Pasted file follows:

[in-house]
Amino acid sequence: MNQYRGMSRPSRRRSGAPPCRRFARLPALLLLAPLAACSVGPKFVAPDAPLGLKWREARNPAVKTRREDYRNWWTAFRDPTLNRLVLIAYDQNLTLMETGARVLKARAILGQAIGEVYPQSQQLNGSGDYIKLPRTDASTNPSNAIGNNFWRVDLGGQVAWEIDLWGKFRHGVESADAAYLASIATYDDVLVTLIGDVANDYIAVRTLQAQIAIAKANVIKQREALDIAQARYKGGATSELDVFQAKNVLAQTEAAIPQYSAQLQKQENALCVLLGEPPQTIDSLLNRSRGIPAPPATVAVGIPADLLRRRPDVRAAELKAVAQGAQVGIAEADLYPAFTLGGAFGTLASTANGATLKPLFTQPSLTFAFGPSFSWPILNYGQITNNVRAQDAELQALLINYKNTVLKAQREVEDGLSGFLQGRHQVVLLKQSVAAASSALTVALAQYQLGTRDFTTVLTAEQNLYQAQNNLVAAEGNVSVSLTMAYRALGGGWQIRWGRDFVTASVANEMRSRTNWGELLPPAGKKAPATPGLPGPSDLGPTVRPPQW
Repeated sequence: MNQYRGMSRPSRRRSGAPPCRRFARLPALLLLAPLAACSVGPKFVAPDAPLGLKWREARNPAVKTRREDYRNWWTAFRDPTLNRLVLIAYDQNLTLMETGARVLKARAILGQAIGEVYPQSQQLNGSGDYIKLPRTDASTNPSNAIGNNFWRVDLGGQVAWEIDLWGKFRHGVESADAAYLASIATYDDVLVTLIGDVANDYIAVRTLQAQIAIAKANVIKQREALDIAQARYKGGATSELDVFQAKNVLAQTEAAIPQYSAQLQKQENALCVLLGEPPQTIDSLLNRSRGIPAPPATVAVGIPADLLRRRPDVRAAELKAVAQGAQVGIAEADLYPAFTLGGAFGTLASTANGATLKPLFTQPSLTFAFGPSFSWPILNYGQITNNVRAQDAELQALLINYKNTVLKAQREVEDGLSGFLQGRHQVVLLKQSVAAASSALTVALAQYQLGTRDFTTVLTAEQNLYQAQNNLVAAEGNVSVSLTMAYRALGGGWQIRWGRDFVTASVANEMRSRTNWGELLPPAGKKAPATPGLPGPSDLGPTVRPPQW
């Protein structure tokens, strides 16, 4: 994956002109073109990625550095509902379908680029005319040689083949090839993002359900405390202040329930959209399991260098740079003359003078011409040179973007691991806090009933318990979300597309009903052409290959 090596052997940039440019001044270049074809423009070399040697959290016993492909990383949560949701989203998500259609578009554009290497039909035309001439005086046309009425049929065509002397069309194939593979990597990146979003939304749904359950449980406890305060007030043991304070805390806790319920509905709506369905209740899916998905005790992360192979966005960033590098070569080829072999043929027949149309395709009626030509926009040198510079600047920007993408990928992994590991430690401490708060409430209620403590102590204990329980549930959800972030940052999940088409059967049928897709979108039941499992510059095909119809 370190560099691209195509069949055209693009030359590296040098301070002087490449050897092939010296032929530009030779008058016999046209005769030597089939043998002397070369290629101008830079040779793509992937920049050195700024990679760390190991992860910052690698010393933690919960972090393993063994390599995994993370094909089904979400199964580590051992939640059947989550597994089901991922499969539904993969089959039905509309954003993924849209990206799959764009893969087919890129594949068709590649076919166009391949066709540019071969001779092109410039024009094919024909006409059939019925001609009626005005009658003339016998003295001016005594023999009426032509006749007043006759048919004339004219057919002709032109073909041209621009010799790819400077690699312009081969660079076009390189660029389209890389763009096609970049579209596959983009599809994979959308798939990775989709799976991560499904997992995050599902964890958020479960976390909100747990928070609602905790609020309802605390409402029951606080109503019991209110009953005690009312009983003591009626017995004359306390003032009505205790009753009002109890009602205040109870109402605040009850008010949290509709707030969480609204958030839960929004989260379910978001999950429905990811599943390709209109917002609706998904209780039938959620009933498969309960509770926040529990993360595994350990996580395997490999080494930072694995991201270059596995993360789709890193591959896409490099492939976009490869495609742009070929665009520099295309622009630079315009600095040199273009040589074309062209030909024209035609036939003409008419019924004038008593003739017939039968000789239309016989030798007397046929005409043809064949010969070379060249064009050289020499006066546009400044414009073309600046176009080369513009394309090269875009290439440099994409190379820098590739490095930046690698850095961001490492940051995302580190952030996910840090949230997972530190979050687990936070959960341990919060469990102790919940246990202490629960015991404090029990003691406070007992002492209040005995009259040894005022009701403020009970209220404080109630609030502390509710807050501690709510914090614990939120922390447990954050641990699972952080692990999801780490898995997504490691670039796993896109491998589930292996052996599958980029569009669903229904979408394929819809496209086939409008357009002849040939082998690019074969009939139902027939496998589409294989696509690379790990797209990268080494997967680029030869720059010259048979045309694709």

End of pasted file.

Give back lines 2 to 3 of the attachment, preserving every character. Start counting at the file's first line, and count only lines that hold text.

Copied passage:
Amino acid sequence: MNQYRGMSRPSRRRSGAPPCRRFARLPALLLLAPLAACSVGPKFVAPDAPLGLKWREARNPAVKTRREDYRNWWTAFRDPTLNRLVLIAYDQNLTLMETGARVLKARAILGQAIGEVYPQSQQLNGSGDYIKLPRTDASTNPSNAIGNNFWRVDLGGQVAWEIDLWGKFRHGVESADAAYLASIATYDDVLVTLIGDVANDYIAVRTLQAQIAIAKANVIKQREALDIAQARYKGGATSELDVFQAKNVLAQTEAAIPQYSAQLQKQENALCVLLGEPPQTIDSLLNRSRGIPAPPATVAVGIPADLLRRRPDVRAAELKAVAQGAQVGIAEADLYPAFTLGGAFGTLASTANGATLKPLFTQPSLTFAFGPSFSWPILNYGQITNNVRAQDAELQALLINYKNTVLKAQREVEDGLSGFLQGRHQVVLLKQSVAAASSALTVALAQYQLGTRDFTTVLTAEQNLYQAQNNLVAAEGNVSVSLTMAYRALGGGWQIRWGRDFVTASVANEMRSRTNWGELLPPAGKKAPATPGLPGPSDLGPTVRPPQW
Repeated sequence: MNQYRGMSRPSRRRSGAPPCRRFARLPALLLLAPLAACSVGPKFVAPDAPLGLKWREARNPAVKTRREDYRNWWTAFRDPTLNRLVLIAYDQNLTLMETGARVLKARAILGQAIGEVYPQSQQLNGSGDYIKLPRTDASTNPSNAIGNNFWRVDLGGQVAWEIDLWGKFRHGVESADAAYLASIATYDDVLVTLIGDVANDYIAVRTLQAQIAIAKANVIKQREALDIAQARYKGGATSELDVFQAKNVLAQTEAAIPQYSAQLQKQENALCVLLGEPPQTIDSLLNRSRGIPAPPATVAVGIPADLLRRRPDVRAAELKAVAQGAQVGIAEADLYPAFTLGGAFGTLASTANGATLKPLFTQPSLTFAFGPSFSWPILNYGQITNNVRAQDAELQALLINYKNTVLKAQREVEDGLSGFLQGRHQVVLLKQSVAAASSALTVALAQYQLGTRDFTTVLTAEQNLYQAQNNLVAAEGNVSVSLTMAYRALGGGWQIRWGRDFVTASVANEMRSRTNWGELLPPAGKKAPATPGLPGPSDLGPTVRPPQW